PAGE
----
An evaluation of cellular neural networks for the automatic identification of cephalometric landmarks on digital images.

Leonardi R, Giordano D, Maiorana F - J. Biomed. Biotechnol. (2009)

CNN final output and Pterygoid fissure.
© Copyright Policy - open-access
Related In: Results  -  Collection

Show All Figures
getmorefigures.php?uid=PMC2742650&req=5

fig16: CNN final output and Pterygoid fissure.
Mentions: The template parameters and the number of cycles are changed until the right wall of the Pterygoid fissure is detected, with a search constrained by distance from the orbital cavity. The left wall is searched by applying a CNN with similar templates but different parameters, and by using a dynamic threshold to differentiate between white and black pixels and to follow it until the upper part of the Pterygoid fissure is reached and hence the landmark is located. The landmark coordinates are checked against the distance from the right wall of the fissure. If the constraint is not satisfied, a recovery procedure, that depends on the distance between the landmark and the right wall of the fissure (too low or too high), is implemented by changing both the templates (more aggressive or less aggressive) and the threshold used to follow the highlighted wall of the fissure. Figure 16 shows the final computation with the Pterygoid fissure highlighted.

Bottom Line: Differences in the mean errors of automatic and manual landmarking were compared with a 1-way analysis of variance.Furthermore, only few of these differences were statistically significant, but differences were so small to be in most instances clinically meaningless.Therefore the use of X-ray files with respect to scanned X-ray improved landmark accuracy of automatic detection.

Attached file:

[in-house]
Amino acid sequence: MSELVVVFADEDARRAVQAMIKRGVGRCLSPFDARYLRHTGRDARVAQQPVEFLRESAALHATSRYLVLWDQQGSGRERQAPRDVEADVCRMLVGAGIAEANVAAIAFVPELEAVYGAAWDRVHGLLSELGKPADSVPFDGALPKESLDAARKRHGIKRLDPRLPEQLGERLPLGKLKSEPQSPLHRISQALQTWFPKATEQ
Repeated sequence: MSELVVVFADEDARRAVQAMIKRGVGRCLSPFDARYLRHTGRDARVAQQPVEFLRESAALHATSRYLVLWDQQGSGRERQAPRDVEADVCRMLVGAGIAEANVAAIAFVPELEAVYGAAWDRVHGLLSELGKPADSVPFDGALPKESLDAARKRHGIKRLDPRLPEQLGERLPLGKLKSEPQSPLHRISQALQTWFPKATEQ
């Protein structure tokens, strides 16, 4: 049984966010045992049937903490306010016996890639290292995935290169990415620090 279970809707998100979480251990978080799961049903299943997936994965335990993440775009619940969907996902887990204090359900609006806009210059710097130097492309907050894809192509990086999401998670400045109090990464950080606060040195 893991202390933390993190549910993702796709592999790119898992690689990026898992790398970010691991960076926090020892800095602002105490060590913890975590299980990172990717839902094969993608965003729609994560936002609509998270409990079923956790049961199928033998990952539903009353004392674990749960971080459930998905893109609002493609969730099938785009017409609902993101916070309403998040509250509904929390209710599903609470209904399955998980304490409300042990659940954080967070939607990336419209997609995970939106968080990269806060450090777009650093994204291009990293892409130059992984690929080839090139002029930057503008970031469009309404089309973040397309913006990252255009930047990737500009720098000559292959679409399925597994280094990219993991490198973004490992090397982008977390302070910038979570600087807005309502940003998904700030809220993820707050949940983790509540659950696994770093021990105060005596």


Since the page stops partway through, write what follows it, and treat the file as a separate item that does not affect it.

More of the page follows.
View Article: PubMed Central - PubMed

Affiliation: Istituto di II Clinica Odontoiatrica, Policlinico Città Universitaria, Catania, Italy. rleonard@unict.it

ABSTRACT
Several efforts have been made to completely automate cephalometric analysis by automatic landmark search. However, accuracy obtained was worse than manual identification in every study. The analogue-to-digital conversion of X-ray has been claimed to be the main problem. Therefore the aim of this investigation was to evaluate the accuracy of the Cellular Neural Networks approach for automatic location of cephalometric landmarks on softcopy of direct digital cephalometric X-rays. Forty-one, direct-digital lateral cephalometric radiographs were obtained by a Siemens Orthophos DS Ceph and were used in this study and 10 landmarks (N, A Point, Ba, Po, Pt, B Point, Pg, PM, UIE, LIE) were the object of automatic landmark identification. The mean errors and standard deviations from the best estimate of cephalometric points were calculated for each landmark. Differences in the mean errors of automatic and manual landmarking were compared with a 1-way analysis of variance. The analyses indicated that the differences were very small, and they were found at most within 0.59 mm. Furthermore, only few of these differences were statistically significant, but differences were so small to be in most instances clinically meaningless. Therefore the use of X-ray files with respect to scanned X-ray improved landmark accuracy of automatic detection. Investigations on softcopy of digital cephalometric X-rays, to search more landmarks in order to enable a complete automatic cephalometric analysis, are strongly encouraged.

Show MeSH